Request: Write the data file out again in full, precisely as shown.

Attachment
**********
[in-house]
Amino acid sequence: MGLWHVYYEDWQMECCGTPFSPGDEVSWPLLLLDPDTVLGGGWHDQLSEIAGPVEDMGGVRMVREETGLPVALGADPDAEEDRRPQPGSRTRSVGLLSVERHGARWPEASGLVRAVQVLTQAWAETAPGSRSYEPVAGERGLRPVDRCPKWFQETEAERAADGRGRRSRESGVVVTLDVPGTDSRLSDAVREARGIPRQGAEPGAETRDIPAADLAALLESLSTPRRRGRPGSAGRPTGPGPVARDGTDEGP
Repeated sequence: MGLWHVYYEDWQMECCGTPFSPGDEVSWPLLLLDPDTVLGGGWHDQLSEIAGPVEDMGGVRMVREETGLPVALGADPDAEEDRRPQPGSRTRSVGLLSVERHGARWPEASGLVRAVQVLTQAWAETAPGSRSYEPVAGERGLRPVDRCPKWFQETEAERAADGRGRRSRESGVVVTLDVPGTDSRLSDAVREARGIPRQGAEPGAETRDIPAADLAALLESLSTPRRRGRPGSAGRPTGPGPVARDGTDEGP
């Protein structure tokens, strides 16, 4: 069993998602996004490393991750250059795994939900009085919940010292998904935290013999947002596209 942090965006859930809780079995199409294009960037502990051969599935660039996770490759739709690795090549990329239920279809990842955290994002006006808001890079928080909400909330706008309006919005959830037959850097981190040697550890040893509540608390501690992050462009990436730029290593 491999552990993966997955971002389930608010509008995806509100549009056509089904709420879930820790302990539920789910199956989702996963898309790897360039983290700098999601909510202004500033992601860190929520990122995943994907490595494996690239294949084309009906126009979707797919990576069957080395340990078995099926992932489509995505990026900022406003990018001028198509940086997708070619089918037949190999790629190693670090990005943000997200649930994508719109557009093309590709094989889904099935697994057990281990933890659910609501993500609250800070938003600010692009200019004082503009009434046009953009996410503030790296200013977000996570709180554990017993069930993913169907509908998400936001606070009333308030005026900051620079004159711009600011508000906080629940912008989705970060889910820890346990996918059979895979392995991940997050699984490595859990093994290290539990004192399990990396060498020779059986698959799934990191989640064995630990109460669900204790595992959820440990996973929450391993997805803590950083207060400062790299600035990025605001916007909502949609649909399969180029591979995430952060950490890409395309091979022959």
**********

[in-house]
Amino acid sequence: MGLWHVYYEDWQMECCGTPFSPGDEVSWPLLLLDPDTVLGGGWHDQLSEIAGPVEDMGGVRMVREETGLPVALGADPDAEEDRRPQPGSRTRSVGLLSVERHGARWPEASGLVRAVQVLTQAWAETAPGSRSYEPVAGERGLRPVDRCPKWFQETEAERAADGRGRRSRESGVVVTLDVPGTDSRLSDAVREARGIPRQGAEPGAETRDIPAADLAALLESLSTPRRRGRPGSAGRPTGPGPVARDGTDEGP
Repeated sequence: MGLWHVYYEDWQMECCGTPFSPGDEVSWPLLLLDPDTVLGGGWHDQLSEIAGPVEDMGGVRMVREETGLPVALGADPDAEEDRRPQPGSRTRSVGLLSVERHGARWPEASGLVRAVQVLTQAWAETAPGSRSYEPVAGERGLRPVDRCPKWFQETEAERAADGRGRRSRESGVVVTLDVPGTDSRLSDAVREARGIPRQGAEPGAETRDIPAADLAALLESLSTPRRRGRPGSAGRPTGPGPVARDGTDEGP
């Protein structure tokens, strides 16, 4: 069993998602996004490393991750250059795994939900009085919940010292998904935290013999947002596209 942090965006859930809780079995199409294009960037502990051969599935660039996770490759739709690795090549990329239920279809990842955290994002006006808001890079928080909400909330706008309006919005959830037959850097981190040697550890040893509540608390501690992050462009990436730029290593 491999552990993966997955971002389930608010509008995806509100549009056509089904709420879930820790302990539920789910199956989702996963898309790897360039983290700098999601909510202004500033992601860190929520990122995943994907490595494996690239294949084309009906126009979707797919990576069957080395340990078995099926992932489509995505990026900022406003990018001028198509940086997708070619089918037949190999790629190693670090990005943000997200649930994508719109557009093309590709094989889904099935697994057990281990933890659910609501993500609250800070938003600010692009200019004082503009009434046009953009996410503030790296200013977000996570709180554990017993069930993913169907509908998400936001606070009333308030005026900051620079004159711009600011508000906080629940912008989705970060889910820890346990996918059979895979392995991940997050699984490595859990093994290290539990004192399990990396060498020779059986698959799934990191989640064995630990109460669900204790595992959820440990996973929450391993997805803590950083207060400062790299600035990025605001916007909502949609649909399969180029591979995430952060950490890409395309091979022959």